Our bodies were made for running; exercise improves memory in older adults
Cartilage found to regenerate in long-distance runners; new fathers face mental health risk
Imaging identifies cartilage regeneration in long-distance runners
It seems the human body was built for ultra-distance running. German researchers followed 44 runners participating in the 4,487km Trans Europe Foot Race. Over 64 days, the athletes ran every day, starting in southern Italy and ending in the North Cape in Norway. Participants underwent MRI scans every three to four days, as well as other examinations. With exception to the patella joint, nearly all cartilage segments of knee, ankle and hind-foot joints showed a significant degradation within the first 1,500 to 2,500 kilometres of the race. “Interestingly, further testing indicated that ankle and foot cartilage have the ability to regenerate under ongoing endurance running,” says Dr Uwe Schutz of the University Hospital of Ulm. “In general, we found no distance limit in running for the human joint cartilage in the lower extremities.” MRI investigations of the soft tissues and bones of the ultra-runners’ feet showed a significant increase of the diameter of the Achilles tendon. “We found no relevant damage to bone or soft tissues in the 44 runners,” Schutz says. “The human foot is made for running.” Brain MRI revealed about a 6.1 per cent loss of grey matter volume in the runners at the end of the race, but after eight months the volume returned to normal levels.
Mental health risk for new dads
Anxiety around the arrival of a new baby is just as common as postnatal depression, and the risks for men are nearly as high as for women, according to new research by the Australian National University. Mental health researcher Dr Liana Leach reviewed 43 separate studies and found it to affect about one in 10 men, about half the rate for women. “Having a new baby is a time of great adjustment for many parents, and it is normal to be nervous, but anxiety can become a problem when it persists for extended periods and interferes with everyday functioning,” says Leach. Symptoms of anxiety can include worrying or feeling keyed up much of the time, feeling irritable, and fears for the baby’s safety. Physical symptoms can include a racing heart, feeling sweaty, poor sleep and poor appetite. There is good help available and people should in the first instance contact their GP, Leach says. “Couples should be aware of their mental health right from when they realise they are pregnant. Early intervention reduces the severity and duration of symptoms.”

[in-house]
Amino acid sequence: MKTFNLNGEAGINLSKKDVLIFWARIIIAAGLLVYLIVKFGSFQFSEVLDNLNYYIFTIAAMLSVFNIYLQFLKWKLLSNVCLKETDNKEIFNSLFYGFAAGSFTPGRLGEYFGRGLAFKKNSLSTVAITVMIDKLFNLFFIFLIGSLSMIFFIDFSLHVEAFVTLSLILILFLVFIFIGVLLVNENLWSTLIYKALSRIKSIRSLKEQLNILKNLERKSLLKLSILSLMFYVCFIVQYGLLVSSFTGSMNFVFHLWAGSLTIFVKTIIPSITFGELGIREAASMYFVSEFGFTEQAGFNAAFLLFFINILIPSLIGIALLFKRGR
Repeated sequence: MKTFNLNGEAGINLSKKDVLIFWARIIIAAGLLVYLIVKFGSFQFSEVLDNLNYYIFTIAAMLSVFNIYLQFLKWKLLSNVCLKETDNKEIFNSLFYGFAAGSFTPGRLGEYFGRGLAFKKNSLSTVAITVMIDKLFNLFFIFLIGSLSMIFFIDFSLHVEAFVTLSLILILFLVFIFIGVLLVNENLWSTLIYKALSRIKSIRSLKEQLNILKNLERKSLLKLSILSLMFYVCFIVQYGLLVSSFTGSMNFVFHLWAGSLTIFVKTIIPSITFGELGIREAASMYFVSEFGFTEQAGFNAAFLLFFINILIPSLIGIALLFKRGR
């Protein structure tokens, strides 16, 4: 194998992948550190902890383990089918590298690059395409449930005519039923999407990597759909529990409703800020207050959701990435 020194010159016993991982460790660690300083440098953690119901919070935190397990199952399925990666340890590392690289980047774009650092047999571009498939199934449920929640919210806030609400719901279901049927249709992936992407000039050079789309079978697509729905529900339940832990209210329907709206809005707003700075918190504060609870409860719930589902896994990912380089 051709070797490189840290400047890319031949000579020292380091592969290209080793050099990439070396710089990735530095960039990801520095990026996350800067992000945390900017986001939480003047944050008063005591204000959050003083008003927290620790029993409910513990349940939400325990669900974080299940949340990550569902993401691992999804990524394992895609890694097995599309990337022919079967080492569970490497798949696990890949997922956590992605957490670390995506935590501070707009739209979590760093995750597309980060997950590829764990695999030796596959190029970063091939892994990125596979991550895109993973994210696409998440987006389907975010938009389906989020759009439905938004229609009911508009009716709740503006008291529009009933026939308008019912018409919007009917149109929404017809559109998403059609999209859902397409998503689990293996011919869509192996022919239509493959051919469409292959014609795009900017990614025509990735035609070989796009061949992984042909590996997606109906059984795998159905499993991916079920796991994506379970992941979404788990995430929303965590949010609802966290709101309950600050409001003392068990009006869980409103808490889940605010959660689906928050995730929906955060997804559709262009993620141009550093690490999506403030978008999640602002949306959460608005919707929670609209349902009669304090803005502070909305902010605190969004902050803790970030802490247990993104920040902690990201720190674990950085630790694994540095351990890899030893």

Study links physical activity to better memory among older adults
Older adults who take more steps either by walking or jogging perform better on memory tasks than those who are more sedentary, finds a new study by Boston University Medical Centre. The study included 29 young adults (aged 18 to 31) and 31 older adults (aged 55 to 82) who wore a small device called an ActiGraph, which recorded information including how many steps each took, how vigorous the steps were and how much time it involved. Participants also completed neuropsychological testing to assess their memory, planning and problem-solving abilities. The researchers found that older adults who took more steps per day had better memory performance. The association between the number of steps taken was strongest with a task that required recalling which name went with a person’s face – the same type of everyday task that older adults often have difficulty with. In young adults, the number of steps taken was not associated with memory performance.